Dog owner appeals conviction
Judge reserves his decision
A former lawyer could have done nothing to prevent her dog attacking and severing the lip of another woman, a judge has been told.
Gretel Fairbrother, 43, was sentenced to 200 hours’ community work and fined $15,452 in March as a result of the attack on veterinary technician Linda Harrison-Pugh in Porirua in 2013.
Harrison lost most of her lower lip in the attack and, despite surgical reconstruction, has been unable to eat, drink or speak normally since.
Fairbrother was found guilty of failing to keep a dog under control, obstructing a dog control officer, and owning a dog that attacked a person.
The attack happened in Camborne on February 22, 2013.
Fairbrother had been walking her two dogs and stopped to chat with Harrison- Pugh, when her english bull terrier Stanley Boy lunged at Harrison-Pugh’s face without warning and swallowed her severed lip.
Fairbrother and partner Michael Reitterer then hid Stanley Boy for 18 months, but he was seized after being spotted in public. Fairbrother had the dog put down last December after she was found guilty.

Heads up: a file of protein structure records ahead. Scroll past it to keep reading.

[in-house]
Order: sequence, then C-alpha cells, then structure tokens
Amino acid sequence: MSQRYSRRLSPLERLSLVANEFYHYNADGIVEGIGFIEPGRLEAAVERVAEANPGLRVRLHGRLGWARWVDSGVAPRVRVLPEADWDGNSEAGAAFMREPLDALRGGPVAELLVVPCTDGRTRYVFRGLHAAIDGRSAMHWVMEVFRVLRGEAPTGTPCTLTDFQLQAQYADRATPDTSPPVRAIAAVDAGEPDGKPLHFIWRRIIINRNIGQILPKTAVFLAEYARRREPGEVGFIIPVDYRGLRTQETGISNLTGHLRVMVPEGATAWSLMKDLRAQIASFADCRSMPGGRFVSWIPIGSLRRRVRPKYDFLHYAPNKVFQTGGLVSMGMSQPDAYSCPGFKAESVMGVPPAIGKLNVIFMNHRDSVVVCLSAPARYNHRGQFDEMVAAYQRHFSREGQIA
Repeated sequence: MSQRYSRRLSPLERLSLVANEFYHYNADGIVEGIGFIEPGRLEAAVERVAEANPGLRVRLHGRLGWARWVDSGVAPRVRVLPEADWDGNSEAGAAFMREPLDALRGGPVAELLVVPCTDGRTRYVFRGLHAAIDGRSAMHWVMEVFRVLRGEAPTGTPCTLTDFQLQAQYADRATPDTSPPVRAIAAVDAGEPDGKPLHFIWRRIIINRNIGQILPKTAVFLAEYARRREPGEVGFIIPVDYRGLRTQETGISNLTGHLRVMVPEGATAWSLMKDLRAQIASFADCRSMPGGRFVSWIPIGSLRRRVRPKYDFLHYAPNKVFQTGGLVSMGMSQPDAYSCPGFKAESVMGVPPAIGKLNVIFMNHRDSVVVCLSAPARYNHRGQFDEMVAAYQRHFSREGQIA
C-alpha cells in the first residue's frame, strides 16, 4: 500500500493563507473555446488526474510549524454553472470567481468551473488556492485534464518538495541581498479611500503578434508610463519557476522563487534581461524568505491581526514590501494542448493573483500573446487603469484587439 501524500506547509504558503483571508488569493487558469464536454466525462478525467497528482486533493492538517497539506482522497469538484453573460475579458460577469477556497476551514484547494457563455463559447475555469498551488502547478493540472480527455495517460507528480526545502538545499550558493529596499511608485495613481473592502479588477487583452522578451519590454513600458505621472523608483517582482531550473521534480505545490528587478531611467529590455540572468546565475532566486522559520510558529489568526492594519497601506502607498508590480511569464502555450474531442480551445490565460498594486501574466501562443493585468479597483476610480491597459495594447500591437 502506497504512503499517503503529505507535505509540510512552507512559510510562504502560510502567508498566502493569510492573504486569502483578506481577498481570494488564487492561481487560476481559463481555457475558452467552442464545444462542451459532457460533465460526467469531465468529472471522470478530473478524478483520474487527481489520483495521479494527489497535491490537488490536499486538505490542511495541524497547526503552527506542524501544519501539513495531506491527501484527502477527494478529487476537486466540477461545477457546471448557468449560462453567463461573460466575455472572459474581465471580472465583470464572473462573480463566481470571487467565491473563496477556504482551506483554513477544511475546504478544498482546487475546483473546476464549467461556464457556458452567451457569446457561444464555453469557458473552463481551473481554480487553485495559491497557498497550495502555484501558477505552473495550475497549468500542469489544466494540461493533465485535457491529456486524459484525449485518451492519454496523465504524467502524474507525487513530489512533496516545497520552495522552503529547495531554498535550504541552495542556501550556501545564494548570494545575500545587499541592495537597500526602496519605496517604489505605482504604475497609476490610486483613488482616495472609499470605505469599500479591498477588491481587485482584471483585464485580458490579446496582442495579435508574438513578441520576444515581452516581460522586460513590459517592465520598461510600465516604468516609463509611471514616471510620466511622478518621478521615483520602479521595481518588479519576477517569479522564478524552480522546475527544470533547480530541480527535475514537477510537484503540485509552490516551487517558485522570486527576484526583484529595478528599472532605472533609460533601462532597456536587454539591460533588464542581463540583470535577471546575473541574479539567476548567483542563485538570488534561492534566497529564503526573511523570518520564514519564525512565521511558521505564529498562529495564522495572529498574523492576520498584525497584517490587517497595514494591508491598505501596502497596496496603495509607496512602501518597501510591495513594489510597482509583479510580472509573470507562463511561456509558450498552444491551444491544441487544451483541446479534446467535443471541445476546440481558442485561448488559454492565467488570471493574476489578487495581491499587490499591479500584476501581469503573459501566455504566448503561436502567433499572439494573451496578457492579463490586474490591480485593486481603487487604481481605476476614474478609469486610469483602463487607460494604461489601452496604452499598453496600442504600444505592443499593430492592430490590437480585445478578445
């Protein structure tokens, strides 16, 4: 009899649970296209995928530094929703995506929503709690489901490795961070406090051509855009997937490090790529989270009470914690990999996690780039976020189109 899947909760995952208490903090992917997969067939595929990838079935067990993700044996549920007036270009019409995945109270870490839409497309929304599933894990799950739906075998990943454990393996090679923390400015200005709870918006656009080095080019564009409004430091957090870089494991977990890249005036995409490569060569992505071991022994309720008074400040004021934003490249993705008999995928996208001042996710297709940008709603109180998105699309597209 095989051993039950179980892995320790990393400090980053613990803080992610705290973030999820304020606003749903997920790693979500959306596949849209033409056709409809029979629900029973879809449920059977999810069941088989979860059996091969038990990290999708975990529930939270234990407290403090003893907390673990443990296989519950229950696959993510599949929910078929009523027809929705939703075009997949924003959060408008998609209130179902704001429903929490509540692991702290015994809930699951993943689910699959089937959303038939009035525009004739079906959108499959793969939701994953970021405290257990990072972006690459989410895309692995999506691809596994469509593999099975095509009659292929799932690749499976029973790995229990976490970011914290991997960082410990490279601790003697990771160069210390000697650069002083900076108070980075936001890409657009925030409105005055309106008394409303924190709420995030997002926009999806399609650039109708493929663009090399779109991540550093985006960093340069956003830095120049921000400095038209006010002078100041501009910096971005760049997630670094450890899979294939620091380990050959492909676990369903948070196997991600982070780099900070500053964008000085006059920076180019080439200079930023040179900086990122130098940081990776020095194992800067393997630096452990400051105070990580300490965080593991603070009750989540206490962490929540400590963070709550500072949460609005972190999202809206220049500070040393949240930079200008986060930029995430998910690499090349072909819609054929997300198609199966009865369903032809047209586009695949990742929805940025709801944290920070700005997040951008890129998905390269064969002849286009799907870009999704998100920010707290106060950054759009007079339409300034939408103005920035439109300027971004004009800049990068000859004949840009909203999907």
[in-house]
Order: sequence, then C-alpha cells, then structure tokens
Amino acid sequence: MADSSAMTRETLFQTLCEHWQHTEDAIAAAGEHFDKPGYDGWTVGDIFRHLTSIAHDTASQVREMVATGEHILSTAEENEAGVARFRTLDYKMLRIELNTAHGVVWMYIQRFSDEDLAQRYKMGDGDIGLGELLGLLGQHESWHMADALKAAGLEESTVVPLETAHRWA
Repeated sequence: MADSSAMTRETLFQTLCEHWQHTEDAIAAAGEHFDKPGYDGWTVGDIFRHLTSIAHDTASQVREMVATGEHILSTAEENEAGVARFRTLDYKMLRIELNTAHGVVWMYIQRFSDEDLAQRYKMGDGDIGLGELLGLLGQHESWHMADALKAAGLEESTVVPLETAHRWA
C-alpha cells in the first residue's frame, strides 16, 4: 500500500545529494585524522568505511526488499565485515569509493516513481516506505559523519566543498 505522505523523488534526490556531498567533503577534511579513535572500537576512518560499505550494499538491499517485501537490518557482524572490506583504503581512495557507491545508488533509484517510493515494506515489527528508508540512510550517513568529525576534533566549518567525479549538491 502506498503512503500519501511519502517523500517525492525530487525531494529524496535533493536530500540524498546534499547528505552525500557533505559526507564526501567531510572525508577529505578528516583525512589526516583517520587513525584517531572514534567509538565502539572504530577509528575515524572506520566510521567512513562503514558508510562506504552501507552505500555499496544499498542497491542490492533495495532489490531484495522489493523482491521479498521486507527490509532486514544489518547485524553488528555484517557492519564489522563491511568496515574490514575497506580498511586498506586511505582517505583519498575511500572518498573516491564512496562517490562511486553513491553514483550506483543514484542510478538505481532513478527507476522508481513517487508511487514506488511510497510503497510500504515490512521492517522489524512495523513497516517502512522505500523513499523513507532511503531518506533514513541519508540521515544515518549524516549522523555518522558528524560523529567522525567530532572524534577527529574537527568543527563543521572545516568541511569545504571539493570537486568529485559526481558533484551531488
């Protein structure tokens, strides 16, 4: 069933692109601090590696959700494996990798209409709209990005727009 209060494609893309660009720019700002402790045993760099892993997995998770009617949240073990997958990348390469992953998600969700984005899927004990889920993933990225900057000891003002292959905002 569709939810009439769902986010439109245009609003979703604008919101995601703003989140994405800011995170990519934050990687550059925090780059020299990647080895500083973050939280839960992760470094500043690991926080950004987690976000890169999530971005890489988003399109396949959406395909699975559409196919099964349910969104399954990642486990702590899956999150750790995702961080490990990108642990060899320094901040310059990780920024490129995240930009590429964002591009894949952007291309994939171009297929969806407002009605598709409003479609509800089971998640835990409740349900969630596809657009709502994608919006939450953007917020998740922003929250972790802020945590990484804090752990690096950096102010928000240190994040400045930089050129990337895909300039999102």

In an appeal against conviction and sentence at the High Court in Wellington on June 16, lawyer Nicolette Levy said that, other than stopping the encounter with Harrison-Pugh completely, there was nothing Fairbrother could have done.
Levy said the dog had no previous record of bad behaviour or other risk factors, and Fairbrother had been about to end the encounter when the attack happened.
‘‘If there is nothing that could have been done to prevent it, then there is a total absence of fault,’’ she told Justice Brendan Brown.
Levy said there was no dispute that there was an obstruction in hiding the dog, but the maximum penalty for such an offence was a fine, and a conviction could prevent Fairbrother from obtaining a work visa for the United Arab Emirates, where Reitterer now lived.
Jaesen Sumner, for Porirua City Council, which brought the prosecution, said the attack was quick, unpredictable and severe.
He said that, by definition, Fairbrother had lost control of the dog.
He said the obstruction was one of the worst cases the council had prosecuted.
The judge reserved his decision.
Gretel Fairbrother leaves Wellington District Court.